Oor ain auld toon: a story of Hawick
There is evidence of Bronze and Iron Age settlers on the hills of upper Teviotdale, and the Romans built a signal station on the rugged summit of Ruberslaw, above Denholm. It was, however, the Saxons who first occupied the wedge of land where the Teviot and Slitrig meet, and called it Haggawick, meaning "the hedged settlement surrounded by hills". St. Cuthbert, the missionary monk, came and lived here for a while in a hermit's cell on the grassy knowe where St. Mary's Church now stands. The Normans were next to arrive with the Lovel family from Somerset being given the barony of Hawick which they controlled firstly from their wooden tower above the Slitrig which has recently been restored. Through time the powerful Douglas family came to hold sway, Sir James Douglas of Drumlanrig granting Hawick its charter in 1537, until they in their turn made way for the Scotts of Buccleuch.
Some visitors were less welcome than others. The town's situation meant that far from being the haven of peace it is today, the Borderland was a cauldron of strife, a cockpit in which were fought out the destinies of neighbouring kingdoms. Small wonder our sturdy forefathers were wary of strangers. They might well turn out to be English raiders like the party who were routed by the young men of Hawick at Hornshole just downstream from the town in 1514, the year after the disastrous Battle of Flodden.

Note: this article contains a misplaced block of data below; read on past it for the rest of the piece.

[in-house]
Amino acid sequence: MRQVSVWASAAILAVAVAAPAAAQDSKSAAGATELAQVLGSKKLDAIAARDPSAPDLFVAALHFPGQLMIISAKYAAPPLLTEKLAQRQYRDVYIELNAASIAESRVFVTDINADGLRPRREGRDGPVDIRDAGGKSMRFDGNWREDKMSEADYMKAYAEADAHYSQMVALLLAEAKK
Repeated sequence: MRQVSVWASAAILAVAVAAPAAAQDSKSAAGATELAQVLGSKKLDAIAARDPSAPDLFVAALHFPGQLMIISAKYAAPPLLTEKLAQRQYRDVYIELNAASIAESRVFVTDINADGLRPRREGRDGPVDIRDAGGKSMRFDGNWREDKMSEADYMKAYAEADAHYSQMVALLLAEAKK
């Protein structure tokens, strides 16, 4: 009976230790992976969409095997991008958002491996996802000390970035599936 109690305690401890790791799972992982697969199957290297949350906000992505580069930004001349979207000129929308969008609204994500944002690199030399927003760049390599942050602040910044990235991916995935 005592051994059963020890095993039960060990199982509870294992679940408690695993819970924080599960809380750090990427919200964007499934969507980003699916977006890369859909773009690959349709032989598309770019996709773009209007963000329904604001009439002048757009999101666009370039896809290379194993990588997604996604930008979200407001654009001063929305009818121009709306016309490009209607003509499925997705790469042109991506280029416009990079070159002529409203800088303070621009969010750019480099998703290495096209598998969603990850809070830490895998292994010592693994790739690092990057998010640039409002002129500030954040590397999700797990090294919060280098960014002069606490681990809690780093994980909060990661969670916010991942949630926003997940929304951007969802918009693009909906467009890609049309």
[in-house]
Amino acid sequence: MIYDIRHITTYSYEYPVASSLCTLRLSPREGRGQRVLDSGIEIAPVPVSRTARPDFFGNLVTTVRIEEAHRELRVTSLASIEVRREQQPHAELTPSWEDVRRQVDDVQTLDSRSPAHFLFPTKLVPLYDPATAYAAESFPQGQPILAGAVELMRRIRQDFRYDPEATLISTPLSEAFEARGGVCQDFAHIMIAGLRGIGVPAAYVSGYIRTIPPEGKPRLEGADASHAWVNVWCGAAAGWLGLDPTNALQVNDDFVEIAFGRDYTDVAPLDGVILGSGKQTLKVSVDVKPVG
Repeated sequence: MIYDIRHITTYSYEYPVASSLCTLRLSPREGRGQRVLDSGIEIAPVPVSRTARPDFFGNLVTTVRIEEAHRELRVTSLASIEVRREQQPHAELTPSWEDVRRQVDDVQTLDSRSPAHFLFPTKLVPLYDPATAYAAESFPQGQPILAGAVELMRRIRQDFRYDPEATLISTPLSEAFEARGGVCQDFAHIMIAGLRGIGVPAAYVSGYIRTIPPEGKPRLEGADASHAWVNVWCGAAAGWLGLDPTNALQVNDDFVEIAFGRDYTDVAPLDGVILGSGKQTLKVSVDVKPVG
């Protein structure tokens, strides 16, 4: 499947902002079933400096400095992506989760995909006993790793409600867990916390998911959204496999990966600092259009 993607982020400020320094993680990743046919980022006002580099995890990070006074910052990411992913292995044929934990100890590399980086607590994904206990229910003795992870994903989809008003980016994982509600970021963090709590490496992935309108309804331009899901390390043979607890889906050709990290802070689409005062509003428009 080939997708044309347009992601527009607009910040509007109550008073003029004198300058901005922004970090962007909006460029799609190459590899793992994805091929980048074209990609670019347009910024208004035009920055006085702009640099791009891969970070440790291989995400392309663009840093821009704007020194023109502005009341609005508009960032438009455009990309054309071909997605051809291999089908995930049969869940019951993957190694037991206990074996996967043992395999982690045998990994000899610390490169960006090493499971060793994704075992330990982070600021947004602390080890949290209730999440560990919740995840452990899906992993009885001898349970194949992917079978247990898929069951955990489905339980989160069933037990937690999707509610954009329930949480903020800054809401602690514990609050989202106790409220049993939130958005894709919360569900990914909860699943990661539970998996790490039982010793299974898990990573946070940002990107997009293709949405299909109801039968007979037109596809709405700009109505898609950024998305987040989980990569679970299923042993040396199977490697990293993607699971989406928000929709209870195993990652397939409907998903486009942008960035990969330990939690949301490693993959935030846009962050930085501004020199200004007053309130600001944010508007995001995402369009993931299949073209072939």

This victorious skirmish is commemorated by the carrying of a replica of the flag captured that day and takes place as part of Hawick's annual Common Riding celebrations. This also sees the peaceful re-enactment of what was once the essential activity of checking the marches or boundaries of the town's land to ensure against encroachment or interference. Come and visit us in June and join the many exiles who return from all over the world to enjoy the pageant and spectacle, the song and story, the unique community spirit of this never to be forgotten experience: The Common Riding.
More settled days saw the development of industry. Bailie John Hardie introduced the first stocking frames to the town in 1771, the small beginning which was to lead eventually to the far-famed Hawick knitwear industry.
That spirit of robust independance, which characterised our forebears, is now channelled into keeping our industry at the top of the tree, into rugby union football and into maintaining the quality of life we cherish here in Hawick among the hills.